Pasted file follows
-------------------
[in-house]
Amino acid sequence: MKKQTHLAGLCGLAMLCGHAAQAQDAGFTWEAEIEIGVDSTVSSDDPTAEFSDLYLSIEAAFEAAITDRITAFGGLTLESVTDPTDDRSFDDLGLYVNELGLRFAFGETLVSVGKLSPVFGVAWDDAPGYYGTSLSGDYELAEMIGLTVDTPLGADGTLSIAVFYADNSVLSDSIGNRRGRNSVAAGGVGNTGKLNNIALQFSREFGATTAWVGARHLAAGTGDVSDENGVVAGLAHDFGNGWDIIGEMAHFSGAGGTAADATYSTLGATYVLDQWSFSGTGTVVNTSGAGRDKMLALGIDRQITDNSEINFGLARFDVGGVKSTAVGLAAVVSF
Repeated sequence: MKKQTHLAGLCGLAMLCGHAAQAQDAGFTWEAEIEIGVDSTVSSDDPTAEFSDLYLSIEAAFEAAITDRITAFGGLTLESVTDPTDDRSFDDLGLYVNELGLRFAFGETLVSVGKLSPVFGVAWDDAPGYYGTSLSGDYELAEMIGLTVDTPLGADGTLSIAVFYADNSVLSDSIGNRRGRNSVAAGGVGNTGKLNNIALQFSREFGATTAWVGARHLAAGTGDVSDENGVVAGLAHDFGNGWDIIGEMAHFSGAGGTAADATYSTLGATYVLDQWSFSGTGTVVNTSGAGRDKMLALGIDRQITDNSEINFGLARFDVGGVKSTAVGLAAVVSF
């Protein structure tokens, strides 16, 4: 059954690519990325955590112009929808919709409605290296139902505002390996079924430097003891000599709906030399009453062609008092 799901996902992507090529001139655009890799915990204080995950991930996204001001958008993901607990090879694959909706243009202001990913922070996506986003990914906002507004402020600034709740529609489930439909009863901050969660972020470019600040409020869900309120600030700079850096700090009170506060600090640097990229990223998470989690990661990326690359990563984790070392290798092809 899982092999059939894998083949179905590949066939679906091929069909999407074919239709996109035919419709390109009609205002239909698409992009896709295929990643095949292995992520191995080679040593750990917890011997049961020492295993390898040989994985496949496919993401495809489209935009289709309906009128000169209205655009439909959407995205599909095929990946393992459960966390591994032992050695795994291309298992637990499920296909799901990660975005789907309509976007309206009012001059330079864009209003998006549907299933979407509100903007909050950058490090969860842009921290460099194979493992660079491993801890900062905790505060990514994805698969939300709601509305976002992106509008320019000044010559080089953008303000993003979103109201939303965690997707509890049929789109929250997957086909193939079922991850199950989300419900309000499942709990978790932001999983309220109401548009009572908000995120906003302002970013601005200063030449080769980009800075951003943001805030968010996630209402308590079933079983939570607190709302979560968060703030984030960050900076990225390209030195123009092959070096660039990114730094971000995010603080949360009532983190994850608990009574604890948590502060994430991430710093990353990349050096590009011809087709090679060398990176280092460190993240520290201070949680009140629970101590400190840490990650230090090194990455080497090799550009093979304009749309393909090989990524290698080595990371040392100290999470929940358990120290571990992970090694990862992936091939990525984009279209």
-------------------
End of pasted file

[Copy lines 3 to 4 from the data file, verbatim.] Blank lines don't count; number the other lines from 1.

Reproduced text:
Repeated sequence: MKKQTHLAGLCGLAMLCGHAAQAQDAGFTWEAEIEIGVDSTVSSDDPTAEFSDLYLSIEAAFEAAITDRITAFGGLTLESVTDPTDDRSFDDLGLYVNELGLRFAFGETLVSVGKLSPVFGVAWDDAPGYYGTSLSGDYELAEMIGLTVDTPLGADGTLSIAVFYADNSVLSDSIGNRRGRNSVAAGGVGNTGKLNNIALQFSREFGATTAWVGARHLAAGTGDVSDENGVVAGLAHDFGNGWDIIGEMAHFSGAGGTAADATYSTLGATYVLDQWSFSGTGTVVNTSGAGRDKMLALGIDRQITDNSEINFGLARFDVGGVKSTAVGLAAVVSF
């Protein structure tokens, strides 16, 4: 059954690519990325955590112009929808919709409605290296139902505002390996079924430097003891000599709906030399009453062609008092 799901996902992507090529001139655009890799915990204080995950991930996204001001958008993901607990090879694959909706243009202001990913922070996506986003990914906002507004402020600034709740529609489930439909009863901050969660972020470019600040409020869900309120600030700079850096700090009170506060600090640097990229990223998470989690990661990326690359990563984790070392290798092809 899982092999059939894998083949179905590949066939679906091929069909999407074919239709996109035919419709390109009609205002239909698409992009896709295929990643095949292995992520191995080679040593750990917890011997049961020492295993390898040989994985496949496919993401495809489209935009289709309906009128000169209205655009439909959407995205599909095929990946393992459960966390591994032992050695795994291309298992637990499920296909799901990660975005789907309509976007309206009012001059330079864009209003998006549907299933979407509100903007909050950058490090969860842009921290460099194979493992660079491993801890900062905790505060990514994805698969939300709601509305976002992106509008320019000044010559080089953008303000993003979103109201939303965690997707509890049929789109929250997957086909193939079922991850199950989300419900309000499942709990978790932001999983309220109401548009009572908000995120906003302002970013601005200063030449080769980009800075951003943001805030968010996630209402308590079933079983939570607190709302979560968060703030984030960050900076990225390209030195123009092959070096660039990114730094971000995010603080949360009532983190994850608990009574604890948590502060994430991430710093990353990349050096590009011809087709090679060398990176280092460190993240520290201070949680009140629970101590400190840490990650230090090194990455080497090799550009093979304009749309393909090989990524290698080595990371040392100290999470929940358990120290571990992970090694990862992936091939990525984009279209």